Turtle Bunbury

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Interviews - VANISHING IRELAND, VOLUME 3

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Mary Parkinson

(Photo: James Fennell)

MARY PARKINSON

 

GARMENT MANUFACTURER & RECORD SALESWOMAN
INCHICORE, CO. DUBLIN
BORN 1932

Mary Parkinson is the only one of the four Inchicore ladies in the third volume of ‘Vanishing Ireland’ to marry. She was born in the Marian Year of 1932, and named accordingly. In her younger years she worked at Bull’s religious depository at 21 Suffolk Street in Dublin City. The company was established in the late Victorian Age by Cornelius Bull. His son was the inventor Lucien Bull, CBE, who became the first man to record a million images per second in 1952. Bull’s originally specialized in the manufacture of church furniture. By the time Mary got there, she was employed to make priests vestments.

Three years into her time at Bull’s, a bout of peritoneal tuberculosis knocked her for six and she was unable to work for several years. She then found employment with a textile firm in Chapelizod, before crossing the Irish Sea and arriving in London bang on schedule for the Swinging Sixties.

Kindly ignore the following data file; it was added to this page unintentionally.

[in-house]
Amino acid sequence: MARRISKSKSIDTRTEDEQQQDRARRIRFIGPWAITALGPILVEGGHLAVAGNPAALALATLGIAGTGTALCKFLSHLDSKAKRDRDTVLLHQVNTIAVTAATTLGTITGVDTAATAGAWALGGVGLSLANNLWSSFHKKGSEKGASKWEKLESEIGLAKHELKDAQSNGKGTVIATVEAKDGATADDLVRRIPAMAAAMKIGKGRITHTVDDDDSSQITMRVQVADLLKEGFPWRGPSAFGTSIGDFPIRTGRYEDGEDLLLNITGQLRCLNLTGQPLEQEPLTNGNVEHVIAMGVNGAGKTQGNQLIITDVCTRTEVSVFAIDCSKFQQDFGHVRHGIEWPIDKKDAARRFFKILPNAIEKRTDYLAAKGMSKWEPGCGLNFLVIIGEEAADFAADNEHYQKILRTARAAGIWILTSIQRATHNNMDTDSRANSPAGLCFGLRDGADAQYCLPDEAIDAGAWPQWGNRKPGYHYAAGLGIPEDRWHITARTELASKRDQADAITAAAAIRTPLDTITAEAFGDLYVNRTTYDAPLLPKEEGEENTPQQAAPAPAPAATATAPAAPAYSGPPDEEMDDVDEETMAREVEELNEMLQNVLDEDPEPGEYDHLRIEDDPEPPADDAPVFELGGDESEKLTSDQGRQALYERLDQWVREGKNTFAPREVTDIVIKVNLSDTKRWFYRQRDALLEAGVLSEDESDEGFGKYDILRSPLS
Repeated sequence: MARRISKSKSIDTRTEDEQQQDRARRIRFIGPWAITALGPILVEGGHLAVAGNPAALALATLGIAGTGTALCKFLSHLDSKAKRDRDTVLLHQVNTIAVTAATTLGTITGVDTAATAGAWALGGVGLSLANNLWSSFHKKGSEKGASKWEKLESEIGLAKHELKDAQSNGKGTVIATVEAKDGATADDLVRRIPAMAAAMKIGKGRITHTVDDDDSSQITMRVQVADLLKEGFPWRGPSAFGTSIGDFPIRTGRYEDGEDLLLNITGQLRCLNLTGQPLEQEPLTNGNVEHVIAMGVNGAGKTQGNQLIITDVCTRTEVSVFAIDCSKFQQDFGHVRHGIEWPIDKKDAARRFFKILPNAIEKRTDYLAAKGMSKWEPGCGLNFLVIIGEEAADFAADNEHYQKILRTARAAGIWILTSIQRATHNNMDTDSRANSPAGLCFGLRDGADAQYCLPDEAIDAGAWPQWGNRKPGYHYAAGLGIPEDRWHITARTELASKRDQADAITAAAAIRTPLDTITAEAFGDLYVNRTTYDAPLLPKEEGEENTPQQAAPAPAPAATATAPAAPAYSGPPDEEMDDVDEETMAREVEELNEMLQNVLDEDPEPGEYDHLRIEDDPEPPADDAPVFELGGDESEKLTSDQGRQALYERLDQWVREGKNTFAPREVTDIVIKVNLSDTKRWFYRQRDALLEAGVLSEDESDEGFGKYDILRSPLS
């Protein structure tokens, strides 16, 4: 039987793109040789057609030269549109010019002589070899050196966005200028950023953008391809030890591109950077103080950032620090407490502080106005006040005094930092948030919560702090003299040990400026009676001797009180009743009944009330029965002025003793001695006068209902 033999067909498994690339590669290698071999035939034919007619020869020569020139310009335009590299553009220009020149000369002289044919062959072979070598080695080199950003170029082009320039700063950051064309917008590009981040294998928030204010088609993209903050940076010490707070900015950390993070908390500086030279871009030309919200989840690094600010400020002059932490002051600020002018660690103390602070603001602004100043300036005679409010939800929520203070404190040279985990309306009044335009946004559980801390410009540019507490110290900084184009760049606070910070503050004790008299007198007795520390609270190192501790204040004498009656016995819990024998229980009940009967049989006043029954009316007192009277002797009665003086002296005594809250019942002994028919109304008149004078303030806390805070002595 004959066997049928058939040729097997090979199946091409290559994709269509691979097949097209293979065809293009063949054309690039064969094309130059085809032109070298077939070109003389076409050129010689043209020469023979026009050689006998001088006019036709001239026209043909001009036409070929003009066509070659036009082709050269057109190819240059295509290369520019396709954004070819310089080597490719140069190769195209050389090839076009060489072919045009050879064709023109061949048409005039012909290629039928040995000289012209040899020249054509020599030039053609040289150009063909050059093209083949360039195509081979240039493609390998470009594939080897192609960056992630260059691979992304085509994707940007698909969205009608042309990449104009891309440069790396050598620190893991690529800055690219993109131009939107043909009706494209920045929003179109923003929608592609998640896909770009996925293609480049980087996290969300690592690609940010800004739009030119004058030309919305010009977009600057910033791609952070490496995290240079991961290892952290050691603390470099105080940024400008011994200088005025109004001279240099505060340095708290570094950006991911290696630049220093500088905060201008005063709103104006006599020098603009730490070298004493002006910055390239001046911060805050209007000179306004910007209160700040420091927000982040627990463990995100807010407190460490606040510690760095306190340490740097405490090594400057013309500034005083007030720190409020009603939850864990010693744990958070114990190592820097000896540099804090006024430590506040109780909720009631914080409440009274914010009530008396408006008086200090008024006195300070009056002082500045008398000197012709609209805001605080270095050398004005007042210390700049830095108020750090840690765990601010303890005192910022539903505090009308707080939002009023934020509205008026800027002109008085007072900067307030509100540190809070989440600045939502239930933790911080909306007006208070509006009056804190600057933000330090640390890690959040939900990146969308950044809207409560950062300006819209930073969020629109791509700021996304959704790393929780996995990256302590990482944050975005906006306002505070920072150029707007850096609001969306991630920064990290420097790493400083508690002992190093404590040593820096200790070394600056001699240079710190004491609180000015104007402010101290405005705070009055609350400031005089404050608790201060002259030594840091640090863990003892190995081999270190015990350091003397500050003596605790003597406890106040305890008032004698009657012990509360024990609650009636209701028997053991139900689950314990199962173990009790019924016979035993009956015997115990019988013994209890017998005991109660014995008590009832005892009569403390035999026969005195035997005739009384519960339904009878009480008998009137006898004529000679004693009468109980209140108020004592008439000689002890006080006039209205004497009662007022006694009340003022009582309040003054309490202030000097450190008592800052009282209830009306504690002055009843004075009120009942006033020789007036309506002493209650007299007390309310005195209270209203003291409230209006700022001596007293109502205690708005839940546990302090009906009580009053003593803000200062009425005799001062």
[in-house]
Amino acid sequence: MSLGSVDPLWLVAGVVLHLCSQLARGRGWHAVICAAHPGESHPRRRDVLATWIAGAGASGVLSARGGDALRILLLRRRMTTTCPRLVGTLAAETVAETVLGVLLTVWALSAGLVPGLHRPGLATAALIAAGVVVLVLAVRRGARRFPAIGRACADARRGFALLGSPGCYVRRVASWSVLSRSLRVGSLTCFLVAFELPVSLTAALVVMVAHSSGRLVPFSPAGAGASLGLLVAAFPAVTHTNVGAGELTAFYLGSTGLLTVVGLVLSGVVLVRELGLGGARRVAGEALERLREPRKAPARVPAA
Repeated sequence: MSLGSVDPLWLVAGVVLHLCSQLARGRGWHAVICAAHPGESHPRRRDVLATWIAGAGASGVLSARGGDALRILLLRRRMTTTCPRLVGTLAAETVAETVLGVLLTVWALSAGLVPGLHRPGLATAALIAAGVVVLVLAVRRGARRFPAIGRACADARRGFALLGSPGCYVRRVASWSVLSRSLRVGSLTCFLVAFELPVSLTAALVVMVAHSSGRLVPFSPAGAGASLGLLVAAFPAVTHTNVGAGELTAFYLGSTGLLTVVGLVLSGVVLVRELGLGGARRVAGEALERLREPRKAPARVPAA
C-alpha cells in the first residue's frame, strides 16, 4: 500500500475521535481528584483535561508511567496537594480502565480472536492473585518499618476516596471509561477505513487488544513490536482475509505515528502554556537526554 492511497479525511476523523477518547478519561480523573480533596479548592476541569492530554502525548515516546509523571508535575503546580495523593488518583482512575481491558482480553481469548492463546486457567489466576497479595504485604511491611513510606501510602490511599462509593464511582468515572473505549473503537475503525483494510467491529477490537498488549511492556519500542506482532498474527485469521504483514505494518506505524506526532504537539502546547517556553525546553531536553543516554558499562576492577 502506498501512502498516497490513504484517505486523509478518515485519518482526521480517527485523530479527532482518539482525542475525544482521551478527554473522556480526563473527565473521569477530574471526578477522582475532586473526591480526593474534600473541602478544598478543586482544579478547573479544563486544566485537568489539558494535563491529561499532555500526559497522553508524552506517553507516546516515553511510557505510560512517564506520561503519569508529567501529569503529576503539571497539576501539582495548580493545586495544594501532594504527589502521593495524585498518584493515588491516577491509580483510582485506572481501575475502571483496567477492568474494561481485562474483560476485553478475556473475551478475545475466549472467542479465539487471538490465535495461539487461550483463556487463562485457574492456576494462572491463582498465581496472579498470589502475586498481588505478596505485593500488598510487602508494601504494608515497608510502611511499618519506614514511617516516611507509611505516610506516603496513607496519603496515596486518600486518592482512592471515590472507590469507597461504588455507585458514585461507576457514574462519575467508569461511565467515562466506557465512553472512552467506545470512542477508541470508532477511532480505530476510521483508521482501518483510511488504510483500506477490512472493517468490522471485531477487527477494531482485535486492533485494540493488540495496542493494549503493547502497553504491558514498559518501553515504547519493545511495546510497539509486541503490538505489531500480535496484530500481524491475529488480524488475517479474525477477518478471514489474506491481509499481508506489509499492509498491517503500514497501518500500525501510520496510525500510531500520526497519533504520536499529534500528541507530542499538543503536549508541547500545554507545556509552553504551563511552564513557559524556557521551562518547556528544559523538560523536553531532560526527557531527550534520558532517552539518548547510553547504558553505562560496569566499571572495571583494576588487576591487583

Mary was well placed to enjoy the musical storm that enveloped the world that decade, working in a record shop owned by a company called Electric and Musical Industries Ltd, which is rather better known by the acronym of EMI. Boasting such acts as The Beatles, The Beach Boys, Frank Sinatra and Nat King Cole, EMI was the most successful recording company in the world during the 1960s.

After seven years in London, Mary returned to Dublin with an Irish husband. He was employed as a compositor with The Irish Times. ‘He set up all the typing,’ she explains. ‘He had the rough job, as the fellow says, hand-setting the whole lot, getting all the fonts and print sizes right. He left just before the computers came.’

Mary reckons one of the greatest changes in Inchicore is the disappearance of the rivers. ‘There used to be streams and rivers everywhere,’ she says. ‘I remember one down the back of Jamestown Court which we used to fall into all the time.’ These ancient waterways are now all tucked away under roads, tenements and industrial warehouses.

Tenement life has also altered dramatically. ‘There’d have been a lot of animals around here when I was young,’ she says. ‘You’d always hear the pigs squealing. There was an abattoir down by St. Michael’s Church. In the mornings, you would hear the cocks crowing. One of my neighbours had ducks who would go mad anytime it started raining.’

As well as being the youngest of the Inchicore ladies, Mary is the only one of the four who drives. ‘The rest of us can only drive people around the bend,’ adds Connie.

With thanks to Emma Deering and Olivia and Ollie Blacque.

 

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Click here to see a full list of persons interviewed for the Vanishing Ireland project.